Davide Rebellin to end 30-year career at end of season

Italian super-veteran to call time on career that started in 1992: 'I want it to end it competing, giving the maximum and having some good results.'

Photo: FrontzoneSport via Getty Images

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Davide Rebellin will hang up his wheels at the end of this season, 30 years after he made his pro debut.

Rebellin, who turns 51 in August, confirmed this week that this year would be his last.

“In 2022 I want to finish my professional career well. It will be my last year,” Rebellin told Marca this week.

A broken leg late last year torpedoed Rebellin’s initial 2021 retirement plan. The Italian decided last month to tag one extra year onto his career in the hope of going out on a high in 2022.

“I didn’t want to end 2021 with a fracture and a tibia and fibula,” he said. “So I want it to end up competing, with a good program, giving the maximum and having some good results. I don’t know if it’s a top-10 or a top-5. I feel good and from April I’ll be fit.”

Rebellin turned pro in 1992, way before riders like Tadej Pogačar, Remco Evenepoel, Wout van Aert or Mathieu van der Poel were born.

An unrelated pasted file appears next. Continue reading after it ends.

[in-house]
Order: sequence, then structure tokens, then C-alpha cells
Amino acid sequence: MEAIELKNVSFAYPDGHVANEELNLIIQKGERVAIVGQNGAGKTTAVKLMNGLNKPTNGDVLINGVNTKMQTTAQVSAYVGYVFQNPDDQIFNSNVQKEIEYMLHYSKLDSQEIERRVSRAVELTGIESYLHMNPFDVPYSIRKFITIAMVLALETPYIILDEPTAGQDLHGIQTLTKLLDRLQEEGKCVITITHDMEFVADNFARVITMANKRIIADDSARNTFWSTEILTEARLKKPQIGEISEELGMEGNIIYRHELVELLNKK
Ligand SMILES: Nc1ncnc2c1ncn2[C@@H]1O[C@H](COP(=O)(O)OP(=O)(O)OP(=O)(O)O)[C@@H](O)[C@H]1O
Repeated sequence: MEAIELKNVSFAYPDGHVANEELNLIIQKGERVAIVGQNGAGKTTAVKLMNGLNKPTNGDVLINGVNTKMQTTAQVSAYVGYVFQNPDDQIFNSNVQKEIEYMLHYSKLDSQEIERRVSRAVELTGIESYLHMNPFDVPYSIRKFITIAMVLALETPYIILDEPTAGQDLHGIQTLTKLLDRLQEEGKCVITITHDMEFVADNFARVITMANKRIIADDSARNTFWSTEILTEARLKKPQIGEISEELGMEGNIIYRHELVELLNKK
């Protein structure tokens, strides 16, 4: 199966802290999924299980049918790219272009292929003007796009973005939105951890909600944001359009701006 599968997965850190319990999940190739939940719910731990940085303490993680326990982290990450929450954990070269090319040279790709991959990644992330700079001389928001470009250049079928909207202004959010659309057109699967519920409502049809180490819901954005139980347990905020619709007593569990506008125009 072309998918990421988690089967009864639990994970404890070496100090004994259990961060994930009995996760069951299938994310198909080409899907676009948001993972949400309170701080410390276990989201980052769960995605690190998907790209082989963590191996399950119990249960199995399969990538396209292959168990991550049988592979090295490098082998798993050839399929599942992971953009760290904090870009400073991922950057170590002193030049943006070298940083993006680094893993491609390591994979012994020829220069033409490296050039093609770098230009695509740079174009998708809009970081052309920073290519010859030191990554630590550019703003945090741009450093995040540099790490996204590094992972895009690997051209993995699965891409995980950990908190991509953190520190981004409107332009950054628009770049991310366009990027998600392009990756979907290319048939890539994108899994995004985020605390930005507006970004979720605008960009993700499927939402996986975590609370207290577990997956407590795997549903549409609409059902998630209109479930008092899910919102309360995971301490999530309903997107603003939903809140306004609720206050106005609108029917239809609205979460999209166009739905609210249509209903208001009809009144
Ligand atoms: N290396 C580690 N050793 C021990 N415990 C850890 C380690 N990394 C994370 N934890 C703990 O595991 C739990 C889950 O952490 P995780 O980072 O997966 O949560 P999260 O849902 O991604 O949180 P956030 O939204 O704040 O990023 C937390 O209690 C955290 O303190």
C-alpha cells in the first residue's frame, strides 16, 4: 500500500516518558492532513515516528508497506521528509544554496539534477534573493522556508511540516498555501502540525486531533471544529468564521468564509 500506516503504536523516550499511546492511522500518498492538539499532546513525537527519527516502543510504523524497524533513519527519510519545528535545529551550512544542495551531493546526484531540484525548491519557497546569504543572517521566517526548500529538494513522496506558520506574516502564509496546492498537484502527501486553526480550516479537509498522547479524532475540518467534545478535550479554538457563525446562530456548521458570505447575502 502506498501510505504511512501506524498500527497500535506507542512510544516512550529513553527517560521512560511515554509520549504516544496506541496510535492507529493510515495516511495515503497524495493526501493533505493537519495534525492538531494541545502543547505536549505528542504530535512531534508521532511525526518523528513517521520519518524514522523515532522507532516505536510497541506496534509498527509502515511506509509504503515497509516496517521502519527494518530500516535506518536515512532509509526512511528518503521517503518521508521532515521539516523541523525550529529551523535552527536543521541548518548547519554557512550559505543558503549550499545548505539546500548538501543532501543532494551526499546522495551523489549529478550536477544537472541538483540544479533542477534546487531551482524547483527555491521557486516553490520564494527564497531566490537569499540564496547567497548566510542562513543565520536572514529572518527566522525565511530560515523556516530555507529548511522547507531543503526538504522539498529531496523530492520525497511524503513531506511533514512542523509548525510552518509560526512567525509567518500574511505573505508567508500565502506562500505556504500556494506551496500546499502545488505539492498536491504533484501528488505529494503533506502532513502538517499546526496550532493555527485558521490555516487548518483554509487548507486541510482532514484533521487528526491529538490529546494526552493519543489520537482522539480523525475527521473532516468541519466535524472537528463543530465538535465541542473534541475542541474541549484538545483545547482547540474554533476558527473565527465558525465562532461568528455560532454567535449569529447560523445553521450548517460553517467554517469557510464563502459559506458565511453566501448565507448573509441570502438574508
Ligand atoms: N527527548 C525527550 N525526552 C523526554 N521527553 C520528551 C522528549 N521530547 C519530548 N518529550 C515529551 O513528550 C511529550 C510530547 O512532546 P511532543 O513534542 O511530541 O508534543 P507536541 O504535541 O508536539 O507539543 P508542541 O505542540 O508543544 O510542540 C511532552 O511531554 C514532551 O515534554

Rebellin came to dominate the hilly classics through the 200os with three wins at La Flèche Wallone, and victories at Liège-Bastogne-Liège and Amstel Gold. The Italian’s two-year ban for doping at the 2008 Olympics marked the end of his most prolific years, and he spent much of the past decade riding with second- or third-tier squads.

He is currently at the Mallorca Challenge as he rolls into his second and final season with the UCI Continental team Work Service-Machiol Vega.

Even the fractured tibia and fibia that Rebellin sustained at the Memorial Marco Pantani last year can’t quiet his confidence ahead of season number 30.

“I come to Mallorca to train, compete and enjoy sports on this magnificent island with great weather. I bring my experience to young riders and advise them,” he said.

“In April I can be stronger. I feel good training, I do five or six hours of cycling. I have to work harder right now, although I still have pain in my leg and it doesn’t move as it should. I can’t force it at all, because I have to regain strength and muscle tone.”

With his last victory coming back in 2017 at the Tour of Iran, Rebellin has increasingly turned to a mentoring role with his current team.

The Work Service-Machiol Vega squad is made up entirely of riders younger than 25 – other than the one extreme outlier that is “father” Davide.

“The team is the same as last year. A good youth project. Also junior,” Rebellin said. “I am not only a cyclist, but also the father of these boys to whom I pass on experience, training and nutrition. I am a good example and I show values. The year next they will go up in category and level. With my experience I can help them starting here against great teams. It is important that they compete with the highest category teams.”

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